updated 8/11/2014 9:07:01 AM ET 2014-08-11T13:07:01

ALL IN with CHRIS HAYES
August 8, 2014

Guest: Marie Harf, Chris Murphy, Howard Dean, Barbara Lee, Ishaan Tharoor,
James Zogby, Rajiv Chandrasekaran

ARI MELBER, GUEST HOST: Good evening. I`m Ari Melber, in for Chris
Hayes, with our special live coverage of those new operations in Iraq.

U.S. warplanes have now launched three separate rounds of airstrikes
on multiple ISIS positions in northern Iraq. This is the first direct U.S.
military action in the country since 2011.

Now, in a moment, we will hear directly from a top Obama
administration official about the effort, plus reaction from Senator Chris
Murphy, and former Democratic Party chair, Howard Dean.

First, though, let me give you a rundown of what we know. Shortly
after 10:00 a.m. this morning, according to the Pentagon, an armed drone
dropped hellfire missiles on an artillery position that ISIS was using near
Irbil, that key U.S. area that houses the U.S. consulate and some of the
last Americans in Iraq.

A little over an hour later, four FA-18 fighter jets took off from a
U.S. aircraft carrier in the Persian Gulf and hit an ISIS convoy of what we
believe to be seven cars. Now, those four planes circled back and launched
another round of airstrikes, hitting eight targets total and leading to
what are estimated to be significant casualties.

And earlier in the day, two FA-18 fighter jets also dropped 500-pound
bombs on a mortar position near Irbil.

Now, while these tactical operations are underway, President Obama
also launched a new diplomatic squeeze on Iraq`s embattled prime minister.
The White House is trying to oust Nouri al Maliki, who has been widely
criticized for his failure to form an inclusive or sustainable governing
coalition.

That is difficult. Al Maliki has so many enemies he may be afraid
losing power will mean losing his life. As one former U.S. official in
Iraq said yesterday, "Maliki knows if he steps down, virtually he is a dead
man."

Now, while many forces in the region support a change of government
there, few American allies are backing today`s airstrikes in general.
Great Britain will not join the strikes, limiting its support to the
humanitarian mission. Turkey, a key NATO ally, said its bases were not
used for those U.S. strikes.

And today, a June statement that is circulated was put back out and
was addressed to, quote, "America, the defender of the cross." Saying,
quote, "Soon enough, you will be in direct confrontation -- forced to do so
-- God willing, and the sons of Islam have prepared themselves for this
day. So wait and we will be waiting, too", end quote.

Marie Harf is the State Department`s deputy spokesperson, and a former
CIA analyst on the Middle East. She also served on President Obama`s re-
election campaign.

Thank you for joining me on what I know is a busy day for you.

MARIE HARF, STATE DEPARTMENT DEPUTY SPOKESPERSON: Thank you for
having me, Ari. Happy to be here.

MELBER: Great.

Let me start directly. Is the U.S. now at war with ISIS?

HARF: Well, look, we`ve been clear for months now that ISIS is an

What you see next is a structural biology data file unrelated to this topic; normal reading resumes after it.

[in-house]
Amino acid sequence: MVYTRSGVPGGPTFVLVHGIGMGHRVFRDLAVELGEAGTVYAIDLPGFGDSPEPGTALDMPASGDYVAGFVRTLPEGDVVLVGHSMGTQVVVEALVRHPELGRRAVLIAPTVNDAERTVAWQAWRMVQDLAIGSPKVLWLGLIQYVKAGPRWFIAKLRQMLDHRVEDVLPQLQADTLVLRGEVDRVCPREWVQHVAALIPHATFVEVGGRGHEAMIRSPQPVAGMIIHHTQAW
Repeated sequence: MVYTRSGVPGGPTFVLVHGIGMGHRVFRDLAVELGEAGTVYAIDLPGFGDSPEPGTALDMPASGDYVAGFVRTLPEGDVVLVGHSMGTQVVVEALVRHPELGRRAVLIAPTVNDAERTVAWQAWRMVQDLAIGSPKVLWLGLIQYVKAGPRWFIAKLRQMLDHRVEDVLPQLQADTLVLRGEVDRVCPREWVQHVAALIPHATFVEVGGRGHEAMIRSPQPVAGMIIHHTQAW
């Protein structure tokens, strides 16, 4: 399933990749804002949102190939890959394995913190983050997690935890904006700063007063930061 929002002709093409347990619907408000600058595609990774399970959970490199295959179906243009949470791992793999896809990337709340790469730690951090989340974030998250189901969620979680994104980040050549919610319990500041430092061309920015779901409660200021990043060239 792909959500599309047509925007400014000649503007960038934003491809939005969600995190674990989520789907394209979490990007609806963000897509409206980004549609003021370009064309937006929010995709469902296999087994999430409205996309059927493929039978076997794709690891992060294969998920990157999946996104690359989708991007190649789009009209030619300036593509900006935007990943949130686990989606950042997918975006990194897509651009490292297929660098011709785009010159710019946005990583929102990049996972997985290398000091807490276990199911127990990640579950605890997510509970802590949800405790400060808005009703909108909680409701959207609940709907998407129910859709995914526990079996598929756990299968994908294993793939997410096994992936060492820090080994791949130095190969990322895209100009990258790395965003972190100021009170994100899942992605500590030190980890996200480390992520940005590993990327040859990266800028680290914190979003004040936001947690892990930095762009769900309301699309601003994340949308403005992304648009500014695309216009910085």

incredibly dangerous enemy, not just for Iraq, not just for the region at
large, but for the United States and the rest of the world.

So, the president made very clear last night that they present a
threat. We don`t want them to be able to advance closer to Irbil, because
as you said, we have a very large consulate there, we have a joint
operation center there where we`re sharing intelligence with the Iraqis,
themselves.

So, we took some strikes today as you mentioned to halt their advance
and to give the Kurds really some room for this really good fighting force
they have, the Peshmerga, to regroup, to rearm. And we`re helping them do
that. And to take the fight aggressively to ISIL, because we know that`s
the long-term solution here.

MELBER: So, I notice you didn`t say we are at war. Will you say we`re
not at war? Are we not at war with ISIS at this point?

HARF: Well, ISIS, or ISIL, whatever you want to use, is an incredibly
dangerous terrorist organization. They are -- ISIS, itself, said they`re
at war with all of the different sects in Iraq, whether it`s Christians, or
Yazidis, Shia, Sunni, Kurds, anyone who gets in their way. All you have to
do is look at those horrific photos and videos they`re putting out to see
how really barbaric they are.

So, we have made clear -- the president made clear that we will take
military action to prevent them from advancing towards Irbil. The same
concept would apply also to Baghdad, of course, because we have a number of
people there as well. But also took action on the humanitarian side, to
use U.S. military assets to get much needed food and water. Tens of
thousands of people are on top of this mountain, potentially starving to
death, where the U.S. military saw they could help, we absolutely wanted to
do so.

MELBER: Right. And that goal of helping has been laid out. I
listened to the White House conference call last night. As you know, your
colleagues talking about the validity the White House thinks it has under
domestic and international law. And they said, internationally, this is
valid in part because the Iraqi government has requested this U.S.